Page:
W. A Bogart. 2013. Regulating Obesity? Government, Society, and Questions of Health. Oxford: Oxford University Press. $85. pp. 224. Hardback. ISBN 978‐0‐19‐985620‐6.

AuthorTinapa Himathongkam
Published date01 March 2015
Date01 March 2015
Book Review
W.A. Bogart. 2013. Regulating Obesity? Government, Society, and Questions of Health.
Oxford: Oxford University Press. $85. pp. 224. Hardback. ISBN 978-0-19-985620-6.
The pace at which the obesity epidemic has been spreading in the past 3
decades has attracted much attention from health-care professionals, policy-
makers, researchers, and other stakeholders alike. Programs and policies aimed at
addressing the issue have largely focused on weight loss as the primary indicator
of success. W. A. Bogart argues, in Regulating Obesity? Government, Society, and
Questions of Health, that that approach has not only failed to curb obesity rates but
also created prejudice against fat individuals. The author suggests that the
emphasis should instead be on encouraging a healthy lifestyle while letting
weight loss be the outcome rather than the end goal.
Authored by a professor of law, the book explores the effectiveness and the
implications of the legal approach to regulating consumption and in creating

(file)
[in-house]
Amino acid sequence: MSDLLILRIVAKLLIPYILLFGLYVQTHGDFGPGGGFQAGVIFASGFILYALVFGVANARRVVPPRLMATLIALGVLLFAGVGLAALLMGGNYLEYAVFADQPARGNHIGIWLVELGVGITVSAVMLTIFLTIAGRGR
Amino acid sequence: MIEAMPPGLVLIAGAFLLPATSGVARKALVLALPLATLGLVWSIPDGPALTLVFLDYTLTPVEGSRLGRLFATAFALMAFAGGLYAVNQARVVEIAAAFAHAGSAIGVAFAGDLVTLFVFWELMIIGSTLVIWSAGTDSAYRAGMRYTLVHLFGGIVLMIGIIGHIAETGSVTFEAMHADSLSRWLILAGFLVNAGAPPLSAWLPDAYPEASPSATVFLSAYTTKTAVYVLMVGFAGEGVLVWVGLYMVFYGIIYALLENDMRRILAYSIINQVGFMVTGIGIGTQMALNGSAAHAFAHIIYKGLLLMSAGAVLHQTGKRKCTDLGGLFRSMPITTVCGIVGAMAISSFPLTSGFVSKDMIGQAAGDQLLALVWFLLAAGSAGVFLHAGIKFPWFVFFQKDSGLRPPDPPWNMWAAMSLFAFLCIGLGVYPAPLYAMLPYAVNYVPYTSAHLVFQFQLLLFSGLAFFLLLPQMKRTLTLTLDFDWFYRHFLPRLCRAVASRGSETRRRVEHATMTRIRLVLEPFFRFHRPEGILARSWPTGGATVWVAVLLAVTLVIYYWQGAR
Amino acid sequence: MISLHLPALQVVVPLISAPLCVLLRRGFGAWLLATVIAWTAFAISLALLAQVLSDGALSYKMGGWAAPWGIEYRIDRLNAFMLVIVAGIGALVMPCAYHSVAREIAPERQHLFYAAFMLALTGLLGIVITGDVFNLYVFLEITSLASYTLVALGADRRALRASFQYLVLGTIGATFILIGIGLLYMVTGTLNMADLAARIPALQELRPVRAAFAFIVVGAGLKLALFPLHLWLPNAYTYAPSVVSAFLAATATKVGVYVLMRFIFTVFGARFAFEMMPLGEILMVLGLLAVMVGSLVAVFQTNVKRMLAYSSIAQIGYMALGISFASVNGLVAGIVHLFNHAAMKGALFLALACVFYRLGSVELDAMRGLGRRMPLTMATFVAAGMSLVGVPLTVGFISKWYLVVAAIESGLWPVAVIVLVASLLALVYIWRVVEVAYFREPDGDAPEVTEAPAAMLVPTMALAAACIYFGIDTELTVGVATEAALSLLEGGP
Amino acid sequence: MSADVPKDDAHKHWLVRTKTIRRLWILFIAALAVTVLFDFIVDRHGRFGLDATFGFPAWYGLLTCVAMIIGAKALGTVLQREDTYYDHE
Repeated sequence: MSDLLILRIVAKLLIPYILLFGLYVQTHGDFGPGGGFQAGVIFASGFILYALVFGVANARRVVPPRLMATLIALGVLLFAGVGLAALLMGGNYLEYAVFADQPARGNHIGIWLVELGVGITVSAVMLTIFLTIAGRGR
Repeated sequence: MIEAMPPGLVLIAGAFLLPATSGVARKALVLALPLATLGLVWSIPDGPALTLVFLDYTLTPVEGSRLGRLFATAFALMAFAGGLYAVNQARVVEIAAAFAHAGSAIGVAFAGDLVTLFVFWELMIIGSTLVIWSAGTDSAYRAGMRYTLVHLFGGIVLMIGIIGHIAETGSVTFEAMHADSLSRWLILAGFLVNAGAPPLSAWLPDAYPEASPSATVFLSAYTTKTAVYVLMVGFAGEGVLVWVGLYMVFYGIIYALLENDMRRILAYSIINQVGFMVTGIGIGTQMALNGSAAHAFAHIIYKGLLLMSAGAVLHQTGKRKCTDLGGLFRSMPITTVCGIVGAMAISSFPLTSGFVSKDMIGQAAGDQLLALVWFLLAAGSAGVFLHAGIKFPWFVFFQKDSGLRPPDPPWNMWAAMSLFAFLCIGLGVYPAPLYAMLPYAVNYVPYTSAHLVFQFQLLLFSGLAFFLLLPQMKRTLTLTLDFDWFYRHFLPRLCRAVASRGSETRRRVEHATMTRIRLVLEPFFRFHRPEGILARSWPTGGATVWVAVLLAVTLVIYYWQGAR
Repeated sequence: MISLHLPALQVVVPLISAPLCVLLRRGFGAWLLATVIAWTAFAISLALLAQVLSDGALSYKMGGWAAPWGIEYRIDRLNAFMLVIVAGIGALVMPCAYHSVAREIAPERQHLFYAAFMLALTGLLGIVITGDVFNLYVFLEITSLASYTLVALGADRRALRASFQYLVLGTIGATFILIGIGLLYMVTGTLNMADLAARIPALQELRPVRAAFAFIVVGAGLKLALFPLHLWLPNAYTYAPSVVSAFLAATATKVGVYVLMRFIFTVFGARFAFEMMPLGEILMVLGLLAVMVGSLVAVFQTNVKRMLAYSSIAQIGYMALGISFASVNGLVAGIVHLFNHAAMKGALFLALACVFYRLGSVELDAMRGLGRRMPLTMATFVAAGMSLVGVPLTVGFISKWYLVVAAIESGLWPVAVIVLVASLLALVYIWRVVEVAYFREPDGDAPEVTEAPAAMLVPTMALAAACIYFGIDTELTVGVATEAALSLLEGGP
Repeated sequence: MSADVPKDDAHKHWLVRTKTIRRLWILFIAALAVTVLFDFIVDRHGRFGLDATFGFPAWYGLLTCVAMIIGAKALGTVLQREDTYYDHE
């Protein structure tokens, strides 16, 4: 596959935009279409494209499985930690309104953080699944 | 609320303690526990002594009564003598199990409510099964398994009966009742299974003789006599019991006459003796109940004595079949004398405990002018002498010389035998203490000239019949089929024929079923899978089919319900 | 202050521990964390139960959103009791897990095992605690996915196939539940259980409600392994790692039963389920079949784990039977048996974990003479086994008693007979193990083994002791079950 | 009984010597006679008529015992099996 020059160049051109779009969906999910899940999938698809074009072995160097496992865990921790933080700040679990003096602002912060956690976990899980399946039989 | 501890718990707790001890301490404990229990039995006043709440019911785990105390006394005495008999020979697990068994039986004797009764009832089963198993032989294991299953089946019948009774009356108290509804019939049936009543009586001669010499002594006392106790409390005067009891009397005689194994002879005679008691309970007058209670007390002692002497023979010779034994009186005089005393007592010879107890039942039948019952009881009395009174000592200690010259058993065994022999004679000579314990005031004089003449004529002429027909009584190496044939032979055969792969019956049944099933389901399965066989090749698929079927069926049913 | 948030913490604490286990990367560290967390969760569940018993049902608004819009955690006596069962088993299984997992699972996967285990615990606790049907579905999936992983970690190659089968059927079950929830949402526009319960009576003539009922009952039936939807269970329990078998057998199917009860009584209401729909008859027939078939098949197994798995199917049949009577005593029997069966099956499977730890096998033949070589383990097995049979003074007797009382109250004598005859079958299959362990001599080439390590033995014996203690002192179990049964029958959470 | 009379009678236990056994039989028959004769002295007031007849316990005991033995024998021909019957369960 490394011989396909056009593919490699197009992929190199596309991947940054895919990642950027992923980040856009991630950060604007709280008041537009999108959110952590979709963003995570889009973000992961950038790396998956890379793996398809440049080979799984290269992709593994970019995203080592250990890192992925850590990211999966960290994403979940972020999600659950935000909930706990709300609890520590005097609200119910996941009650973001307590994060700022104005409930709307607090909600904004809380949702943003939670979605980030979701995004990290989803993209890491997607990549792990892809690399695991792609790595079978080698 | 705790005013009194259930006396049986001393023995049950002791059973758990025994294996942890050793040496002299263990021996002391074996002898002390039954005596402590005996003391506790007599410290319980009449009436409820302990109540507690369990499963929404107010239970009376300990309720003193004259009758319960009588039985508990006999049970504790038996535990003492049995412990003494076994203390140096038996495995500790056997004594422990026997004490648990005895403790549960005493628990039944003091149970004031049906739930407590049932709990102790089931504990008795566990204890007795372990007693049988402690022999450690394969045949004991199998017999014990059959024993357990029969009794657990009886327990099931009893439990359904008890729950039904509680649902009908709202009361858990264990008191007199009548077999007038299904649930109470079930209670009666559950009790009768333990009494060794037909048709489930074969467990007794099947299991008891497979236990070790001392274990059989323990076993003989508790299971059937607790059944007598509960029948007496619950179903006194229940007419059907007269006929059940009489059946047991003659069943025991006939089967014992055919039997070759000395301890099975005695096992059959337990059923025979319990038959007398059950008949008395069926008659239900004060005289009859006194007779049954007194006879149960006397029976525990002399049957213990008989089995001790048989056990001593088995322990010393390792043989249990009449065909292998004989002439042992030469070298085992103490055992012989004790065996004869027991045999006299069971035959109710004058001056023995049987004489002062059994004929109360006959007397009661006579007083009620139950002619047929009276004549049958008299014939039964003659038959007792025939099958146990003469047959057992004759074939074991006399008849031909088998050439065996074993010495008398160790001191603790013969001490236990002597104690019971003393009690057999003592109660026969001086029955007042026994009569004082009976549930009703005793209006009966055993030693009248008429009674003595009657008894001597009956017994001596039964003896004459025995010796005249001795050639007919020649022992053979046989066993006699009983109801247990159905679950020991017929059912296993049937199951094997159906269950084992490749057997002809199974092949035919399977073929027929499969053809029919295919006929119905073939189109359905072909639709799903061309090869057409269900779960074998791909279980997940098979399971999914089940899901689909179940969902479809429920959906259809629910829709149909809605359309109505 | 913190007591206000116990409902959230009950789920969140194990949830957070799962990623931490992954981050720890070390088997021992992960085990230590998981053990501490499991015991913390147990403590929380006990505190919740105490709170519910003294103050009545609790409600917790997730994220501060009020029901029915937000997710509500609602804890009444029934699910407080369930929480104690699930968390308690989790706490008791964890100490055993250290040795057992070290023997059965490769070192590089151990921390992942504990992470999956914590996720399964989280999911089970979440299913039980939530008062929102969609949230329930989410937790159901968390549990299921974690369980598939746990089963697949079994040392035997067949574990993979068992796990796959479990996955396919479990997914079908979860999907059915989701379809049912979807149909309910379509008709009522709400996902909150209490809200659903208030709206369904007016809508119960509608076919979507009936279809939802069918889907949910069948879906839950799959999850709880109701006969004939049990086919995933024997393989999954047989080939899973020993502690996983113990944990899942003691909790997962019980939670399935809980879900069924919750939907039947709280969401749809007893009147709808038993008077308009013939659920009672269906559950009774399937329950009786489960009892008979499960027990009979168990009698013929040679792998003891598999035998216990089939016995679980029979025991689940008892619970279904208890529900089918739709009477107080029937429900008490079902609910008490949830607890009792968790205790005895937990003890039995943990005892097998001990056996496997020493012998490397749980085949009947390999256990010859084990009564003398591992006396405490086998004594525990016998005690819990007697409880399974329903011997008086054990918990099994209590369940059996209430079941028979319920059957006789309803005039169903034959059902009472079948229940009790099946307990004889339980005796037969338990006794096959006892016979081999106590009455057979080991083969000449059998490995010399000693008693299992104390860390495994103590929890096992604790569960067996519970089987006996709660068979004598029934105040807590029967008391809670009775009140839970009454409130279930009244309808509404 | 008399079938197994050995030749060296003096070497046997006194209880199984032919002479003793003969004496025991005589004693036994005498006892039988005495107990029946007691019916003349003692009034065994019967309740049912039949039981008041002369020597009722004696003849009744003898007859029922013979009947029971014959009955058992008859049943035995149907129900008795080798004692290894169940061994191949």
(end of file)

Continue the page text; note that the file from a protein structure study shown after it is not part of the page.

norms. The essence of his previous volume, Permit But Discourage: Regulating
Excessive Consumption, is echoed throughout the book as the most appropriate
role of law. The focus should shift from weight loss to the promotion of a healthy
lifestyle that includes nutritious diets and adequate exercise. The major fallacy in
putting weight loss in the spotlight is the failure to emphasize the means to
achieve that end in a sustainable manner. The majority of people who manage to
shed pounds off their weight regain everything in 5 years.
The work consists of three parts. Part I explores existing regulations and legal
interventions and evaluates their effectiveness, or the lack thereof, in reducing
obesity rates. Bogart uses alcohol and tobacco control as parallel cases of
undesirable consumption. Law, he argues, cannot change behavior. Rather, it is
most effective when used to regulate the environment that discourages unwanted
behaviors. Bogart also emphasizes the importance of a “regulatory mix,”
combining various legal strategies, and its relationship with societal norms.
Smoking in the mid-20th century, for example, was viewed as a glamorous act in
the media. The common perception was that smoking promoted sociability and
even suppressed appetite. It was the simultaneous changing norms and the use of
regulations that led to a clear reduction in tobacco use. The image of smokers
World Medical & Health Policy, Vol. 7, No. 1, 2015
1948-4682 #2015 Policy Studies Organization
Published by Wiley Periodicals, Inc., 350 Main Street, Malden, MA 02148, USA, and 9600 Garsington Road, Oxford, OX42 DQ.

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